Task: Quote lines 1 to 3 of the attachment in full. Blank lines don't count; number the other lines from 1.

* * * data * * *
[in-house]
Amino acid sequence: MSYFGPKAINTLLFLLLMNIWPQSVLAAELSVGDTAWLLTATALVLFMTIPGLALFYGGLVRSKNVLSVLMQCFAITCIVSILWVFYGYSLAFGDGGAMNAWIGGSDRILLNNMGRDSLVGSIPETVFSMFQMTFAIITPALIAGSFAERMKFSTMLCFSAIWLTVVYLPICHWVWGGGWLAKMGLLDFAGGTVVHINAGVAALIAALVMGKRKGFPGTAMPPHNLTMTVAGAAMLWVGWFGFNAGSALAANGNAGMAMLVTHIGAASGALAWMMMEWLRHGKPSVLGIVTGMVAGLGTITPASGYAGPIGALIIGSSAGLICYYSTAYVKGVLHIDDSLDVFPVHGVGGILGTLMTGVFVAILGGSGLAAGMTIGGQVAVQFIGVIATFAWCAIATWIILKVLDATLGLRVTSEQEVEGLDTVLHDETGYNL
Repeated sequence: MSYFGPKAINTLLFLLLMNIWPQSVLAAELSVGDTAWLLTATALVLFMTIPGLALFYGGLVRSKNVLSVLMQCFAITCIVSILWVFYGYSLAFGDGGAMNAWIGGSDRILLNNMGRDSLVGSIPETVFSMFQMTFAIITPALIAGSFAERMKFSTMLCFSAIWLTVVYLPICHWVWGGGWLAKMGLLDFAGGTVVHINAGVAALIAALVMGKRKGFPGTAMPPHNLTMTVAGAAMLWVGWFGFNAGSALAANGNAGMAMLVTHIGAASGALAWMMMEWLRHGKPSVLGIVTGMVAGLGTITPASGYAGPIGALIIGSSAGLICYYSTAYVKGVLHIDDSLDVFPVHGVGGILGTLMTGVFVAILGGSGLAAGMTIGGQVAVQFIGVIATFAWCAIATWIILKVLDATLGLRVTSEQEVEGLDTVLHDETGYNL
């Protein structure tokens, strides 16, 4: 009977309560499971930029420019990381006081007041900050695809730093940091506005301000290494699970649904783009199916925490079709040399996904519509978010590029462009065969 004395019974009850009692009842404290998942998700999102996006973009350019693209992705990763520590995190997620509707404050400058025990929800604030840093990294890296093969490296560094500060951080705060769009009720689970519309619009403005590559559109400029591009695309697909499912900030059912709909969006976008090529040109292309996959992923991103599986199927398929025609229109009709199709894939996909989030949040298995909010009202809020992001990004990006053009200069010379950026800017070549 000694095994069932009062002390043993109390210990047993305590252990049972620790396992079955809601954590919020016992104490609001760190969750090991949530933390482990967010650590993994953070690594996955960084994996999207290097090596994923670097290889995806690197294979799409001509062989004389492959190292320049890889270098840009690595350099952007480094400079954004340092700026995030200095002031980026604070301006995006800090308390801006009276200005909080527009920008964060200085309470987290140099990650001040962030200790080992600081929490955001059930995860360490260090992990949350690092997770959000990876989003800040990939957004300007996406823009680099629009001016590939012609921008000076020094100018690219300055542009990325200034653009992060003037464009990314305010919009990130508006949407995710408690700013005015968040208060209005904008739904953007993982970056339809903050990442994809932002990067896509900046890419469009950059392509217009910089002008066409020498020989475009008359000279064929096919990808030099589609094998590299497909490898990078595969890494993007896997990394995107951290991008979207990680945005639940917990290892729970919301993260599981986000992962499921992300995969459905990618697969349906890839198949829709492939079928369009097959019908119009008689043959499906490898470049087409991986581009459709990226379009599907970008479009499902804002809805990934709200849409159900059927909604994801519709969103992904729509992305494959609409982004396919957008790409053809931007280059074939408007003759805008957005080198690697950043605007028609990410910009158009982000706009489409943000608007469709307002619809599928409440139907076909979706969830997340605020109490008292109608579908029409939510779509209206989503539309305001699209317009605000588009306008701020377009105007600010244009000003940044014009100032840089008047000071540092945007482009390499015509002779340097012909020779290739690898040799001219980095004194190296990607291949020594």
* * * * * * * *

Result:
[in-house]
Amino acid sequence: MSYFGPKAINTLLFLLLMNIWPQSVLAAELSVGDTAWLLTATALVLFMTIPGLALFYGGLVRSKNVLSVLMQCFAITCIVSILWVFYGYSLAFGDGGAMNAWIGGSDRILLNNMGRDSLVGSIPETVFSMFQMTFAIITPALIAGSFAERMKFSTMLCFSAIWLTVVYLPICHWVWGGGWLAKMGLLDFAGGTVVHINAGVAALIAALVMGKRKGFPGTAMPPHNLTMTVAGAAMLWVGWFGFNAGSALAANGNAGMAMLVTHIGAASGALAWMMMEWLRHGKPSVLGIVTGMVAGLGTITPASGYAGPIGALIIGSSAGLICYYSTAYVKGVLHIDDSLDVFPVHGVGGILGTLMTGVFVAILGGSGLAAGMTIGGQVAVQFIGVIATFAWCAIATWIILKVLDATLGLRVTSEQEVEGLDTVLHDETGYNL
Repeated sequence: MSYFGPKAINTLLFLLLMNIWPQSVLAAELSVGDTAWLLTATALVLFMTIPGLALFYGGLVRSKNVLSVLMQCFAITCIVSILWVFYGYSLAFGDGGAMNAWIGGSDRILLNNMGRDSLVGSIPETVFSMFQMTFAIITPALIAGSFAERMKFSTMLCFSAIWLTVVYLPICHWVWGGGWLAKMGLLDFAGGTVVHINAGVAALIAALVMGKRKGFPGTAMPPHNLTMTVAGAAMLWVGWFGFNAGSALAANGNAGMAMLVTHIGAASGALAWMMMEWLRHGKPSVLGIVTGMVAGLGTITPASGYAGPIGALIIGSSAGLICYYSTAYVKGVLHIDDSLDVFPVHGVGGILGTLMTGVFVAILGGSGLAAGMTIGGQVAVQFIGVIATFAWCAIATWIILKVLDATLGLRVTSEQEVEGLDTVLHDETGYNL